In anticipation of its collapse in June, Wirecard AG executives may have raided the German payment company and deposited $1 billion in partner companies while it fought allegations of accounting fraud, the Financial Times reported.
Sources familiar with the investigation and a document seen by the FT detailed that the alleged theft took the form of unsecured loans. At the time, Wirecard said the loans were used to pay its partners in Dubai, Singapore and the Philippines who processed card transactions.
The loans are the latest focus of German investigators against founder and former CEO Markus Braun and other senior ex-employees.
Wirecard, once valued at $28 billion, filed for insolvency in June after admitting that 1.9 billion euros ($2.1 billion) said to have been deposited in two Philippines banks did not exist.
Prosecutors arrested former Wirecard CEO Markus Braun and two other executives on suspicion of orchestrating a criminal enterprise to inflate revenue and balances to hide billions in losses. Braun has denied any wrongdoing.
FT reported that it appears about 155 million euros ($183 million) was paid out in the first quarter of 2020. Most of the money went to oCap Management, a Singapore-based financing provider that was operated by a former Wirecard executive.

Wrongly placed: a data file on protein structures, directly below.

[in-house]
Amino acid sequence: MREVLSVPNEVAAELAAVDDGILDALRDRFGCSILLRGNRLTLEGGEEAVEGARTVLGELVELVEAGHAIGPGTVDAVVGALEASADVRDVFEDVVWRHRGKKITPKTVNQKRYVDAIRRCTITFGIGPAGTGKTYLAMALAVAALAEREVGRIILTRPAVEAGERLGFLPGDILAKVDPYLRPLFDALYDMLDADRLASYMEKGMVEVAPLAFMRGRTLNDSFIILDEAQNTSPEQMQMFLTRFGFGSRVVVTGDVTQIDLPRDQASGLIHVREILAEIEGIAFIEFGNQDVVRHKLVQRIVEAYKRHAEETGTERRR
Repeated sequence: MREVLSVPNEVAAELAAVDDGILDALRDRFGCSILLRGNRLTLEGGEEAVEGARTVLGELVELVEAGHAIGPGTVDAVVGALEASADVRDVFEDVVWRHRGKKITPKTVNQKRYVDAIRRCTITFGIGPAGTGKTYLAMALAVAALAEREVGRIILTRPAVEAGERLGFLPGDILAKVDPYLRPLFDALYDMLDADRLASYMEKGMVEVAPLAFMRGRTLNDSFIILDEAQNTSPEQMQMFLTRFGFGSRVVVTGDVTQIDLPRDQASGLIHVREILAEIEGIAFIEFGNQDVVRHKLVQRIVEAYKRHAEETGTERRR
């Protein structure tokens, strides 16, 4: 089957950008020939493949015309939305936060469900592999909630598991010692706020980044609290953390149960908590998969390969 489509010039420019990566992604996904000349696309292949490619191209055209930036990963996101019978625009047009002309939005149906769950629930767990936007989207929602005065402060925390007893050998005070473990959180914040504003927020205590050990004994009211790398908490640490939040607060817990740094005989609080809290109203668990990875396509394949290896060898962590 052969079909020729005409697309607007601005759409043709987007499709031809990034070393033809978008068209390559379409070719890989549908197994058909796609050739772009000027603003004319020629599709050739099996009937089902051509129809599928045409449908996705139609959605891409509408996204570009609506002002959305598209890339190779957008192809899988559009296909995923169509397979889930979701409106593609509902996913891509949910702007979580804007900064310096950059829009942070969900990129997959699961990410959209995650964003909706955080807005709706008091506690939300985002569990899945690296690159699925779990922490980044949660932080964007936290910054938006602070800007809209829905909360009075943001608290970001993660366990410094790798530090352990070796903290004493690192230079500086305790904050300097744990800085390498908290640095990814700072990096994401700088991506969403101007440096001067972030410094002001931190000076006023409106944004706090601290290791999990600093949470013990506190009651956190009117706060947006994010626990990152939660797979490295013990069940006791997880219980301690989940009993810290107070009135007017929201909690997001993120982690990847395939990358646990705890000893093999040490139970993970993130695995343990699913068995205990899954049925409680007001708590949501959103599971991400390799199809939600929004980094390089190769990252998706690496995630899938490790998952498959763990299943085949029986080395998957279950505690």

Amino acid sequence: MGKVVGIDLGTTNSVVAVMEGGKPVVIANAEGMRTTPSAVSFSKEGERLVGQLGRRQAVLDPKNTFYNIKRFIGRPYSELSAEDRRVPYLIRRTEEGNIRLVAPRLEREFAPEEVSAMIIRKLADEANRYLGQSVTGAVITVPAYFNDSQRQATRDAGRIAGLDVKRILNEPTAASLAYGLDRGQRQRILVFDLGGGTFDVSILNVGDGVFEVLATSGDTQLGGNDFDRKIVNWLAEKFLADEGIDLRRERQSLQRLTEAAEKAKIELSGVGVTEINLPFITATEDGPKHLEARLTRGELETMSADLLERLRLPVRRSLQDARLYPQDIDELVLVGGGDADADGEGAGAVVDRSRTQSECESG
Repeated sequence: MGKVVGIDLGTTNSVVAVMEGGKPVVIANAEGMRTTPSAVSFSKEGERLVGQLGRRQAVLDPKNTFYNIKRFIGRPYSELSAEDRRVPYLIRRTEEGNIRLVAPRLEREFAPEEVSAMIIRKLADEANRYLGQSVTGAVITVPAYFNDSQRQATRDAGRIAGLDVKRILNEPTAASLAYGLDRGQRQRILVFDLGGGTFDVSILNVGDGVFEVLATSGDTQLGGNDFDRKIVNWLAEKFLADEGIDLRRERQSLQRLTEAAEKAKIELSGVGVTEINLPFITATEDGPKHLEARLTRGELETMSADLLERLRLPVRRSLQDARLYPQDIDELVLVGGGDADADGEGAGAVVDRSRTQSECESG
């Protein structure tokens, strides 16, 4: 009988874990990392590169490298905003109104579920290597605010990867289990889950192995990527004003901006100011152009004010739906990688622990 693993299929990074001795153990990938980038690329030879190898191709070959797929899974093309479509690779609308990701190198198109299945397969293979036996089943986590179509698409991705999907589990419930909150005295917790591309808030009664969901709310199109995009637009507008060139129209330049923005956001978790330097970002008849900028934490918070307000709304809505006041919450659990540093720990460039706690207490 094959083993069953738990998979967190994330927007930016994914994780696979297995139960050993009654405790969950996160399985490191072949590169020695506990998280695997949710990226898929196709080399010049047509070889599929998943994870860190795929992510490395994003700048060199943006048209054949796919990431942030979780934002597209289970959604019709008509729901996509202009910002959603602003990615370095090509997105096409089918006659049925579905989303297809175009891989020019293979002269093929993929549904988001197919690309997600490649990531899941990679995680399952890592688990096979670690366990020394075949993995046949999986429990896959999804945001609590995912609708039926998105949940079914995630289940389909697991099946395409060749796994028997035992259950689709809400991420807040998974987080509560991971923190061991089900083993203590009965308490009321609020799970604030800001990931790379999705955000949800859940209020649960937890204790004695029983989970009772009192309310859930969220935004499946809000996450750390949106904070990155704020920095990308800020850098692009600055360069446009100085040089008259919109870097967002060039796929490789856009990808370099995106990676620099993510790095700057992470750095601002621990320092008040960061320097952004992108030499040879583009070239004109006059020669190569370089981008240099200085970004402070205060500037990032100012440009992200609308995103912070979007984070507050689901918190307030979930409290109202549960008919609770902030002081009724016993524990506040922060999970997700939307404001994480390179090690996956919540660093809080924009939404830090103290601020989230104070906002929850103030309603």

The Singapore-based payments company Ruprecht Services received a loan of 40 million euros ($47 million) in Q1, raising its total debt to Wirecard to 53 million euros ($62.5 million), a source told FT.
The lending to the two Singapore entities meant that by March, Wirecard had loaned a total of 870 million euros ($1 billion) to business partners in Asia, according to a document seen by the FT.
Loans also went to Al Alam in Dubai, PayEasy in Manila and Senjo in Singapore.
Wirecard has said it used the three companies to process credit card payments in jurisdictions where it lacked licenses to operate.
These third-party businesses were managed by Jan Marsalek, Wirecard’s former chief operating officer. The 40-year-old Austrian is being sought by authorities.
Wirecard’s administrator, Braun’s attorney and Munich prosecutors declined to comment. Al Alam, oCap, PayEasy and Ruprecht did not respond to requests for comment.